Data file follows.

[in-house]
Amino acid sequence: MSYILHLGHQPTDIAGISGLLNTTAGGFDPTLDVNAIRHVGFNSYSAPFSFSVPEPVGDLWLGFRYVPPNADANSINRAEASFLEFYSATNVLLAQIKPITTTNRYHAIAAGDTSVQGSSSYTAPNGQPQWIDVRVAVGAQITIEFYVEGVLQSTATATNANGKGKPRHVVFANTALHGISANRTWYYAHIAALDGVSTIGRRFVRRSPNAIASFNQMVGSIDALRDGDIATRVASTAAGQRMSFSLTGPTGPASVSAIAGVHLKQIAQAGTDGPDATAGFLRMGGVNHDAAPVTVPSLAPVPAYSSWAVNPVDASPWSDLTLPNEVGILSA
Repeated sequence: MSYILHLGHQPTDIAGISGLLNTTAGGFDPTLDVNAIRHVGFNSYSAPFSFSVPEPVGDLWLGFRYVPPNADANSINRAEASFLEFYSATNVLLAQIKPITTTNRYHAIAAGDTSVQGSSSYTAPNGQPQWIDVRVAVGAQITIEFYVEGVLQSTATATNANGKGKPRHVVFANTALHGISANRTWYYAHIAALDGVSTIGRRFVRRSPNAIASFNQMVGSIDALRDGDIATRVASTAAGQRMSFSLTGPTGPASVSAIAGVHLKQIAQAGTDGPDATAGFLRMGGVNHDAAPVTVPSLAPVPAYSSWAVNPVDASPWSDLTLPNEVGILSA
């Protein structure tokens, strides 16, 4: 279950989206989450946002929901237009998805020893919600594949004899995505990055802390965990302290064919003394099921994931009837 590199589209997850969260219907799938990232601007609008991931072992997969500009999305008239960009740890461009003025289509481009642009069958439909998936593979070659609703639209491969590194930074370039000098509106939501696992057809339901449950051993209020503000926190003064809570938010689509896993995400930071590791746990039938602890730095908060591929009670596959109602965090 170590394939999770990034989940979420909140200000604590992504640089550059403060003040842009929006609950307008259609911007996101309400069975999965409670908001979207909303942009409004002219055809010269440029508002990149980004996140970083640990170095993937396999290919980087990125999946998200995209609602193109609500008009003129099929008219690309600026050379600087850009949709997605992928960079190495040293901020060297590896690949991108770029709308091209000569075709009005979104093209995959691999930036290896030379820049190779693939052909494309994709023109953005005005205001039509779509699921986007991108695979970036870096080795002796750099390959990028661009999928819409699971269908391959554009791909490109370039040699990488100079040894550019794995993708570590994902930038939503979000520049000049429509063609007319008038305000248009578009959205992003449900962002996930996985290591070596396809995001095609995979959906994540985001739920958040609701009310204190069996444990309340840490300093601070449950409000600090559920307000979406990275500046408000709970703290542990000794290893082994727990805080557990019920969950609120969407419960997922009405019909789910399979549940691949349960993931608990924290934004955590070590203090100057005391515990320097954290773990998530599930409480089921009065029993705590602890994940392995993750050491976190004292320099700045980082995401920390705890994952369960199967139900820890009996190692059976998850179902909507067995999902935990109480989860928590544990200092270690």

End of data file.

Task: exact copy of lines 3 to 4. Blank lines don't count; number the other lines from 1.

Repeated sequence: MSYILHLGHQPTDIAGISGLLNTTAGGFDPTLDVNAIRHVGFNSYSAPFSFSVPEPVGDLWLGFRYVPPNADANSINRAEASFLEFYSATNVLLAQIKPITTTNRYHAIAAGDTSVQGSSSYTAPNGQPQWIDVRVAVGAQITIEFYVEGVLQSTATATNANGKGKPRHVVFANTALHGISANRTWYYAHIAALDGVSTIGRRFVRRSPNAIASFNQMVGSIDALRDGDIATRVASTAAGQRMSFSLTGPTGPASVSAIAGVHLKQIAQAGTDGPDATAGFLRMGGVNHDAAPVTVPSLAPVPAYSSWAVNPVDASPWSDLTLPNEVGILSA
């Protein structure tokens, strides 16, 4: 279950989206989450946002929901237009998805020893919600594949004899995505990055802390965990302290064919003394099921994931009837 590199589209997850969260219907799938990232601007609008991931072992997969500009999305008239960009740890461009003025289509481009642009069958439909998936593979070659609703639209491969590194930074370039000098509106939501696992057809339901449950051993209020503000926190003064809570938010689509896993995400930071590791746990039938602890730095908060591929009670596959109602965090 170590394939999770990034989940979420909140200000604590992504640089550059403060003040842009929006609950307008259609911007996101309400069975999965409670908001979207909303942009409004002219055809010269440029508002990149980004996140970083640990170095993937396999290919980087990125999946998200995209609602193109609500008009003129099929008219690309600026050379600087850009949709997605992928960079190495040293901020060297590896690949991108770029709308091209000569075709009005979104093209995959691999930036290896030379820049190779693939052909494309994709023109953005005005205001039509779509699921986007991108695979970036870096080795002796750099390959990028661009999928819409699971269908391959554009791909490109370039040699990488100079040894550019794995993708570590994902930038939503979000520049000049429509063609007319008038305000248009578009959205992003449900962002996930996985290591070596396809995001095609995979959906994540985001739920958040609701009310204190069996444990309340840490300093601070449950409000600090559920307000979406990275500046408000709970703290542990000794290893082994727990805080557990019920969950609120969407419960997922009405019909789910399979549940691949349960993931608990924290934004955590070590203090100057005391515990320097954290773990998530599930409480089921009065029993705590602890994940392995993750050491976190004292320099700045980082995401920390705890994952369960199967139900820890009996190692059976998850179902909507067995999902935990109480989860928590544990200092270690």